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Discussion Starter #10
1. I think its illegal to turn your car off at red lights. Also, I think it uses more gas to start rather then waiting 45 seconds or so.

2. 55? You drive slow! hahaha

But with all seriousness, good luck to ya! Gas is a bitch so its good to see its not hurting the 4 banger crowd too much
I can always tell the officer the car stalled if i was stopped for such a despicable traffic crime as that.

As for the 55mph... mpg improves a great deal when you keep the engine rpms of the 2.3 under 2300 rpm, and the non aerodynamic mustang body under 60mph for reduced wind resistance. 55mph in OD lockup works out to just over 2000 rpm.
 

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Discussion Starter #11
OK, I'm back home again... the return trip was remarkable similar in fuel consumption. The last fillup was 15.411 gallons over a 561 mile distance = 36.40 mpg.

I got a few check engine light illuminations while climbing long grades so i'll need to check out what that is about, otherwise the car handled the trek beautifully.

I think I'll reward it with a thorough wash and wax job, as well as some new aero mods like a enclosed belly pan and a grill block. :)
 

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Putting the car into neutral doesn't help the mpg any. I used to think this too.


Do some research on it and you'll see. I made a thread, but it was a while ago.
 

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Discussion Starter #13
Putting the car into neutral doesn't help the mpg any. I used to think this too.

Do some research on it and you'll see. I made a thread, but it was a while ago.
if you're referring to while sitting at a light in drive, shifting into neutral can be beneficial instead of leaving it in drive.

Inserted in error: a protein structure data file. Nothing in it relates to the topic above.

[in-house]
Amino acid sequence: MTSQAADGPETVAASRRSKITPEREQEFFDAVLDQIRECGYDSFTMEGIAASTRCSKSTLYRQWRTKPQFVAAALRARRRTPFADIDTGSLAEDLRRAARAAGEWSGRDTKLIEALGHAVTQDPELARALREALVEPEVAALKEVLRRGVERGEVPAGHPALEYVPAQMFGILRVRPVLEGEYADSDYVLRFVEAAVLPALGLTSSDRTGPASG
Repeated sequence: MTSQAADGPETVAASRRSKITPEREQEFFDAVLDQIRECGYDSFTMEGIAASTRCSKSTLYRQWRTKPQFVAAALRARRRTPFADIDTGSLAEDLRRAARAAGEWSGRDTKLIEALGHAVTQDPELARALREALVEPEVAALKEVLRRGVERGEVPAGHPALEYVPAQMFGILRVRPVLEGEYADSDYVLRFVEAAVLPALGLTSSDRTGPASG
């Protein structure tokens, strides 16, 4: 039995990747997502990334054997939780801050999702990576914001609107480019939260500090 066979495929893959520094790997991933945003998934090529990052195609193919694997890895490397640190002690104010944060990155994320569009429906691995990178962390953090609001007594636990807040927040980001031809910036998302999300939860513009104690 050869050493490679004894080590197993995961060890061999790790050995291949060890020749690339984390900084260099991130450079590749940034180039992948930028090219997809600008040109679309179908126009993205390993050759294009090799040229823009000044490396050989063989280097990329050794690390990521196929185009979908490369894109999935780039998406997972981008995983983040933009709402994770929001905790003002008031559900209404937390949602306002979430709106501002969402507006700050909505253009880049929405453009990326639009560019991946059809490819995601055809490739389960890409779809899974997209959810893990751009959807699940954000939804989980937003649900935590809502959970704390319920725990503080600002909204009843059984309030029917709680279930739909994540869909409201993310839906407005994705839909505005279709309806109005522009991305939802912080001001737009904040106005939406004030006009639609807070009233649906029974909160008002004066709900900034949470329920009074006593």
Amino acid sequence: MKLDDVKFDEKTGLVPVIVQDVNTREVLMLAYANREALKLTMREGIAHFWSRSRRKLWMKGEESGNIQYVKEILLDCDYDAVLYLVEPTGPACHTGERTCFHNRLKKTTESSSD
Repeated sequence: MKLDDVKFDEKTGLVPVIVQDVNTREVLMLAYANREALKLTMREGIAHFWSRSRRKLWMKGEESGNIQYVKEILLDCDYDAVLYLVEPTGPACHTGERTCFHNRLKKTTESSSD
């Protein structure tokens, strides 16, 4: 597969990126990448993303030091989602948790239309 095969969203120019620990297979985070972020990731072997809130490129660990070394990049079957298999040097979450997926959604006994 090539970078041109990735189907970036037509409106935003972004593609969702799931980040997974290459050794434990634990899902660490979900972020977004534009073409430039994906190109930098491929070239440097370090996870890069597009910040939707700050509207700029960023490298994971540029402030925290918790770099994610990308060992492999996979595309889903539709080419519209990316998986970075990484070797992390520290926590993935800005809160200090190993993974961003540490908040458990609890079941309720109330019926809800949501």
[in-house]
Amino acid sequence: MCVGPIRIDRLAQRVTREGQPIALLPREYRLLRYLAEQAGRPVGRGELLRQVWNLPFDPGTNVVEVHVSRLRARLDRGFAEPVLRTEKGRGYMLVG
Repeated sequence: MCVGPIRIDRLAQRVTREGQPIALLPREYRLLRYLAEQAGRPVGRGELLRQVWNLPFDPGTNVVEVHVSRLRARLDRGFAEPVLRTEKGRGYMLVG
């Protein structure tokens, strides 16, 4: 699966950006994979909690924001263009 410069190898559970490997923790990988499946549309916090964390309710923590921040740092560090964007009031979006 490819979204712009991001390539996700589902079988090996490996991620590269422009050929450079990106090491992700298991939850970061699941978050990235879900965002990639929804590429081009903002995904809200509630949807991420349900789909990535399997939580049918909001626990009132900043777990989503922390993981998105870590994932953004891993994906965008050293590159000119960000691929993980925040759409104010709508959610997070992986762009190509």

i've heard this argument before, and i'm on the side that believes letting a car idle at a lower rpm with no load is more fuel efficient than one maintaining some sort of load by using the brakes to fight the forward momentum of the car while being stopped in drive. it's not uncommon for a typical 4 cyl car to burn 1 gal in 100 minutes of idling in drive. Idling in neutral will cut that figure in half. Not a lot when translated into the real world, but it is something that will make a small difference.

in addition, as a car is sitting in drive, the transmission fluid is being heated up more than if it was in neutral just by the viscous slipping of the torque convertor.

as for shifting in neutral for coastdowns, the car will freewheel down a hill much better in neutral than if it were in drive - that difference can even be felt.

so from a hypermiler perspective, shifts to the "N" during hilly coastdowns and stints at the traffic light make sense.
 

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Putting the car into neutral doesn't help the mpg any. I used to think this too.


Do some research on it and you'll see. I made a thread, but it was a while ago.
When you shift into drive there is a load put on the car, as seen by the car rolling on a flat surface without the brakes. This load also lowers the idle, to fix this the IAC lets more air into the engine (thus burning more fuel) to maintain the same RPM.